Mukerji, Ag. C.J.
1. This is an appeal by the defendant in the suit and she raises two questions: one of construction of a document and the other of law. There is a pedigree appended to the plaint which explains the relationship that exists between the parties. It appears that Mt. Bismilla Begum, the mother of the defendant, executed, among other documents, a deed of wakf by which she sought to confer certain benefits in certain properties on Akhtar Jahan Begum and after her on some other persons. We have to decide whether the plaintiff-respondent is one of those some other persons to benefit under the deed of wakf. The document is dated 24th September 1926. It has not been translated and printed but the original document has been read out to us and we are of opinion that the Court below was right in its construction of the document. The document says at two places that on the death of Akhtar Jahan Begum her heirs, according to the Mahomedan law; would be entitled to the profits (from the property) which were being enjoyed by Akhtar Jhan Begum. The learned Counsel for the appellant has argued that Bismilla Begum really meant to say that the lineal descendants of Akhtar jahan Begum would alone enjoy the profits and not any other heir under the Mahomedan law. The plaintiff is the husband of Akhtar Jahan Begum and is not therefore a lineal descendant of Akhtar Jahan Begum though he is one of her legal heirs.
2. Some evidence was admitted by the Court below which was meant to explain what was in the mind of Mt. Bismilla Begum. This oral' evidence, in our opinion, was inadmissible having regard to the provisions of Section 91, Evidence Act. Mt. Bismilla Begum lived for several years after the execution of the deed of wakf and she never sought to rectify it on the ground that her intentions were not fully expressed by the document. As we have said, we hold with the Court below that the plaintiff-respondent is entitled to a share in the profits which were remarked for Akhtar Jahan Begum. The second point is whether the respondent has been properly allowed interest on his claim by the Court below. The question of interest is not entirely free from difficulty. The learned Subordinate Judge held that the appellant was in the position of a lambardar and as interest was allowed against a lambardar by the Tenancy Act, on principle, he, the learned Judge, was entitled to award interest against the defendant. 3. A number of rulings has been cited before us and we may refer to some of them. In Jwala Prasad v. Hoti Lal AIR 1924 All 711 a Bench of this Court held that interest could be awarded only as a matter of law, and in the case of a contract as damages. What the Bench laid down was that there was no arbitrary rule for awarding interest. The correctness of this case was doubted in a later case, Anrudh Kumar v. Lachmi Chand : AIR1928All500 , but the decision in that case was based on a quasi contract and the principle of law enunciated under Section 73, Contract Act, applied. In Kalyan Das v. Maqbal Ahmad AIR 1918 PC 53, their Lordships of the Privy Council are reported to have stated at the top of p. 504 (of 40 ALL.):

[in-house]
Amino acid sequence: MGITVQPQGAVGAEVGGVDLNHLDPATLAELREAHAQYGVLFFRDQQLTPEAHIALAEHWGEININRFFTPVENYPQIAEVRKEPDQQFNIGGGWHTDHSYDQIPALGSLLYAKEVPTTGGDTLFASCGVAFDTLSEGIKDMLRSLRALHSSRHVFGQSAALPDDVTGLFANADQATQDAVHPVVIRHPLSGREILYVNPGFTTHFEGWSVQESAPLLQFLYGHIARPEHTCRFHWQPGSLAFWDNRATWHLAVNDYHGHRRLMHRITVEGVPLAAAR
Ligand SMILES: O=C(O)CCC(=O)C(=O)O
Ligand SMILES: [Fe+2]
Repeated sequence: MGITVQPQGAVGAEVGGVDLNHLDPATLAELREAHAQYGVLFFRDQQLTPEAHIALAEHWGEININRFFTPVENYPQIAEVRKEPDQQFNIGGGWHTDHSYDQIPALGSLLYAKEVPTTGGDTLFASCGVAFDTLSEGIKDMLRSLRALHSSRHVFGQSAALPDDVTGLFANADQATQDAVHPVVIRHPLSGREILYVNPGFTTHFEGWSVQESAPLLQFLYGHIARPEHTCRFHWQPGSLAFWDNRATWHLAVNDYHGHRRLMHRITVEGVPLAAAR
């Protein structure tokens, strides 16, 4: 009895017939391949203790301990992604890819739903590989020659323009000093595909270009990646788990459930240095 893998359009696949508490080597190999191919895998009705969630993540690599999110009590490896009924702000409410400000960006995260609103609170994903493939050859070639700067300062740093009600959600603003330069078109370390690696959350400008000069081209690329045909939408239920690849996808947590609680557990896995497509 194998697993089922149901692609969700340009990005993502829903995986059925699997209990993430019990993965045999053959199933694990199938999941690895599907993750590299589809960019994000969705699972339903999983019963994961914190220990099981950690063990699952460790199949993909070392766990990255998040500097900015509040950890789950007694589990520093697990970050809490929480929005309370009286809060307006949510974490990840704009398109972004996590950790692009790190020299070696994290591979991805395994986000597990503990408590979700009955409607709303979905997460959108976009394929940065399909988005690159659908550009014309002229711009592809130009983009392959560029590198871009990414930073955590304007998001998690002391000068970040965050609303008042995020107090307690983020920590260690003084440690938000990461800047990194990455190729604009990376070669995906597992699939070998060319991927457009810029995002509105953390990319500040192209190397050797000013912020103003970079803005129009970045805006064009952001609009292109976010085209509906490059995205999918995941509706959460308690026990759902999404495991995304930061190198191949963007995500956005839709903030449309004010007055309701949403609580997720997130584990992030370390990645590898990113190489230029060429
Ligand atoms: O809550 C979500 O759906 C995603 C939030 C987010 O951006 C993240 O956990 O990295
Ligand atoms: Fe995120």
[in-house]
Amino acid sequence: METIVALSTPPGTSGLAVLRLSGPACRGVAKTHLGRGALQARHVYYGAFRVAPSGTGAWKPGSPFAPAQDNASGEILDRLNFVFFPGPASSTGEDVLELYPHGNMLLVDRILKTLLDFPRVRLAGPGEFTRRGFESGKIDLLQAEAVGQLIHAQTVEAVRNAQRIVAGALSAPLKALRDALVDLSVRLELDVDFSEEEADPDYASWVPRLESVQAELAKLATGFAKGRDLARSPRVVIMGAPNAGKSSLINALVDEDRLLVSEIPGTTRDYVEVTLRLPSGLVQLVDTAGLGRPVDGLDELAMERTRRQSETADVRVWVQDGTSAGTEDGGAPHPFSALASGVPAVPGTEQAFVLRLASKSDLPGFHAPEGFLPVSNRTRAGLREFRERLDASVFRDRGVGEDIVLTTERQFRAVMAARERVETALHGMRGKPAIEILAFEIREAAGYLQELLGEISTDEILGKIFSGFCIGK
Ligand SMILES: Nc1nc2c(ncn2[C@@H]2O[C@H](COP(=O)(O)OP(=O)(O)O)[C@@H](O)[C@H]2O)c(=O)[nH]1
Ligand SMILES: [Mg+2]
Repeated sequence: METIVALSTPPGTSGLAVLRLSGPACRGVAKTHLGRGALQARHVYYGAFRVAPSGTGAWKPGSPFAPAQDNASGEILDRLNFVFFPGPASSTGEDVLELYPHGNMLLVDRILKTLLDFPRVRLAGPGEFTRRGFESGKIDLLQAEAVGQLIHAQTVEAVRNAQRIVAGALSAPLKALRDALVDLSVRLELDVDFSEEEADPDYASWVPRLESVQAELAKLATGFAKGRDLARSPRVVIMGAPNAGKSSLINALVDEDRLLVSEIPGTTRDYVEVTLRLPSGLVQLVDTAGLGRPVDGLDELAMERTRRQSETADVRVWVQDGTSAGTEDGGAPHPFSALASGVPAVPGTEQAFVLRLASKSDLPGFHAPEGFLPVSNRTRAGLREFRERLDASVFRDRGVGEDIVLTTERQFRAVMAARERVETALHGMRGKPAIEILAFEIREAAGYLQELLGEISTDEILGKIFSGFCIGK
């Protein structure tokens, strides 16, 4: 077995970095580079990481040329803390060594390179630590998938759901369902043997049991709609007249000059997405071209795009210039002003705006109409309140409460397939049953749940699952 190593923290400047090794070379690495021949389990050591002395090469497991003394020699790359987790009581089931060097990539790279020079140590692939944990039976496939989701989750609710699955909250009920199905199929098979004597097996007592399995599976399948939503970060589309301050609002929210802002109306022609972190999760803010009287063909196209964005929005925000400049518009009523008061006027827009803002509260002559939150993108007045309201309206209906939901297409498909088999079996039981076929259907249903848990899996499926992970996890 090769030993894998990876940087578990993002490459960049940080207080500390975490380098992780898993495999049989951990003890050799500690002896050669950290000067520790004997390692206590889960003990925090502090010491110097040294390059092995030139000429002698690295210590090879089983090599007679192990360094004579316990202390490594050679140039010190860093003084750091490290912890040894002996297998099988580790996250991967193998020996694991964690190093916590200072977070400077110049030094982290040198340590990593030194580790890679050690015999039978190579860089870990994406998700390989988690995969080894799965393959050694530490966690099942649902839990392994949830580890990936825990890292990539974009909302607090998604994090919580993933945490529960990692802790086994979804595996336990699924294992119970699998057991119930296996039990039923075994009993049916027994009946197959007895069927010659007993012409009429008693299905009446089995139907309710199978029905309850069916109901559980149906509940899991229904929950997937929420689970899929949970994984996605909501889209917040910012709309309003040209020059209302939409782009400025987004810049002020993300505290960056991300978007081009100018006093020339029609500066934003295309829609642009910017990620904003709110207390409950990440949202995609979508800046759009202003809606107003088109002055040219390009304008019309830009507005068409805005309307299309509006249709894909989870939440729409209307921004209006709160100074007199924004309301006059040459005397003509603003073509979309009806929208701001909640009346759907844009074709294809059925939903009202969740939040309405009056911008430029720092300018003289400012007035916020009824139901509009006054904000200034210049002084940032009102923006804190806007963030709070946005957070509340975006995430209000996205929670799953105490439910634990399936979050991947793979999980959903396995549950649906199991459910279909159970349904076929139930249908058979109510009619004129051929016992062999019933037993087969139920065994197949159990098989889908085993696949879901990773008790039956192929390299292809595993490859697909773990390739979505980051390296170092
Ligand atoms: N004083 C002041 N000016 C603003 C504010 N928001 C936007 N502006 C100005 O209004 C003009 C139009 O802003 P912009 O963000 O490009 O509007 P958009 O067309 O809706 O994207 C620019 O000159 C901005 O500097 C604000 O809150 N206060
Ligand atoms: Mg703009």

Interest depends on contract, express or implied, or on some rule of law allowing it. Here there is no express contract for interest and none can be implied, and no circumstances less capable of justifying the allowance of interest as a matter of law can be imagined.
4. In Hamira Bibi v. Zubaida Bibi AIR 1916 PC 46 their Lordships of the Privy Council allowed to a Mahomedan lady who was in possession of her husband's estate in lieu of dower, a certain amount of interest by way of compensation to her, as she had to manage the property and render an account, and had refrained from enforcing her right of dower against the estate. Their Lordships there said that they were allowing interest on 'equitable grounds.' In a much later case, Main and New Brunswick Electrical Power Co. Ltd. v. Alice M. Hart AIR 1929 PC 185 disallowing interest which had been allowed by the lower Court, their Lordships of the Privy Council are reported to have stated at p. 1069 (of 1929 A.L.J.) as follows: